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Kids on planes ... with clowns and nannies

A clown is part of the cabin crew on select El Al flights from Tel Aviv to New York and other cities this summer.
Source: El Al Airlines
A clown is part of the cabin crew on select El Al flights from Tel Aviv to New York and other cities this summer.

El Al Airlines, the national carrier of Israel, is famous for its stringent security measures.

That hasn't kept clowns—loved by most children, yet terrifying to some adults—from boarding some planes.

As part of an expanded family entertainment program, the airline has added a clown to the cabin crew of select long-haul flights from Tel Aviv to New York and several other cities.

The complimentary program runs all summer and was featured on some El Al flights during the recent unrest that caused other airlines to temporarily halt flights to and from Israel.

On clown-enhanced flights, the fright-wigged temporary crew member roams the aisles, telling stories and riddles to children and handing out coloring books, crayons and games. The clown also selects 10 children on each flight to serve as clown assistants and, as a reward for completing a variety of assignments, those children get to visit the captain in the cockpit.

"The clowns and all the extra giveaway items are an additional expense for the airline," said EL AL spokeswoman Sheryl Stein, "but it brings happiness to families during a busy travel season and we want the kids, who are our future customers, to remember El Al."

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Nannies, not clowns, help care for children year-round on some other airlines.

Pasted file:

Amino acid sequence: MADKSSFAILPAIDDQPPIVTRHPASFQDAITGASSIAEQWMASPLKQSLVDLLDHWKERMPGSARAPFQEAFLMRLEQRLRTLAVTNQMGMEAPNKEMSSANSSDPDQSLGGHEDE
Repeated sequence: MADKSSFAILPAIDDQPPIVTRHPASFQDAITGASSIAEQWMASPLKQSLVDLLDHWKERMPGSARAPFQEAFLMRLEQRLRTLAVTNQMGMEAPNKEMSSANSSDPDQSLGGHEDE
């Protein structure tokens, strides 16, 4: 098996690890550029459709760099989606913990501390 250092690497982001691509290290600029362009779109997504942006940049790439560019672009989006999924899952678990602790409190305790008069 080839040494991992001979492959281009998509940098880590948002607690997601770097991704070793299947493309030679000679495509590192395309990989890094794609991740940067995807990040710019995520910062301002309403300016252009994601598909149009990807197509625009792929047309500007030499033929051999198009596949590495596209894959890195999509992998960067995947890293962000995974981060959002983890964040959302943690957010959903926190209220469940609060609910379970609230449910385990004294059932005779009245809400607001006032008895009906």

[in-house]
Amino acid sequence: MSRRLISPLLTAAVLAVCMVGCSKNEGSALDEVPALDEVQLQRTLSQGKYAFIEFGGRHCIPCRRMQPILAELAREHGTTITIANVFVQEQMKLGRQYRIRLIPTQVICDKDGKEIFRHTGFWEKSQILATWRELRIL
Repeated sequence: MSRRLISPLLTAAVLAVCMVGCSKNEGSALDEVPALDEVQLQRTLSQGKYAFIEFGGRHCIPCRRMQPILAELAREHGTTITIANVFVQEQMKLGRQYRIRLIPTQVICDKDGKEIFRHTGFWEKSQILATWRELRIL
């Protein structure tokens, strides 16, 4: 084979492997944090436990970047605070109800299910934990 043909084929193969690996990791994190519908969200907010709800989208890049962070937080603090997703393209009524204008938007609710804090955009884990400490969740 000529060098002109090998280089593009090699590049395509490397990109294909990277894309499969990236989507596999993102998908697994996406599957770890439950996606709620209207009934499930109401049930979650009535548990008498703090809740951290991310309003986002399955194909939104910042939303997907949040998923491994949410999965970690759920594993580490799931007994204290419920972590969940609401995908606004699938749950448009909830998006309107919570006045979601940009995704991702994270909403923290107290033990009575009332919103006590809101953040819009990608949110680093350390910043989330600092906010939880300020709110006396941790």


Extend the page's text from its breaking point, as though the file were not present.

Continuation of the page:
In 2003, Bahrain-based Gulf Air introduced a team of Sky Nannies to help with boarding and disembarkation and to "give parents that much needed break during a long flight and generally provide a watchful eye on the little ones." The complimentary service was so successful that nannies now help out in the airline's lounges as well.

SriLankan Airlines has a designated Child Care Stewardess on board many flights and, in September 2013, Etihad Airways, the national airline of the United Arab Emirates, introduced its own Flying Nanny service for long-haul flights. Each of the Etihad's 500 Flying Nannies (identifiable by their orange aprons) is equipped with a goody bag of games and activities and has completed courses in child psychology and sociology.

"Airlines are also taking more initiatives to entertain kids with one-off surprise in-flight events that see cabin crew painting the faces of young passengers, offering a tour of the aircraft or hosting an in-flight drawing competition where kids proudly parade the aisle showing their creations to fellow passengers," said Raymond Kollau of airlinetrends.com.

These kind of events not only keep kids busy, but "create a cozy atmosphere," said Kollau, so both parents and fellow passengers are happy.

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While surely helpful for some travelers, in-flight clowns and nannies don't interest Karim Kassam, a clean-energy executive based in Vancouver, British Columbia, who travels often with his 8-year-old son.

"As a parent it's my job to keep my son entertained when we travel," said Kassam. "If he's not sleeping, reading, watching TV or on his iPad, we play games or do the unimaginable—talk."

To assist travelers who would rather not be seated near children, several airlines offer—or are considering offering—special sections.

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Virgin Atlantic President Richard Branson has floated the idea of creating a separate, supervised kid-only section on his company's airplanes.

Singapore Airline's budget carrier, Scoot, currently offers a "ScootinSilence" section on its Boeing 777s where children age 12 and under are not allowed. Air Asia X has a quite zone only open to passengers age 12 and older. And the upper decks of Malaysia Airline's Airbus A380s are designated as kid-free.

—By Harriet Baskas, special to CNBC.com. Baskas is the author of seven books, including "Hidden Treasures: What Museums Can't or Won't Show You," and the Stuck at the Airport blog. Follow her on Twitter at @hbaskas. Follow Road Warrior at @CNBCtravel.

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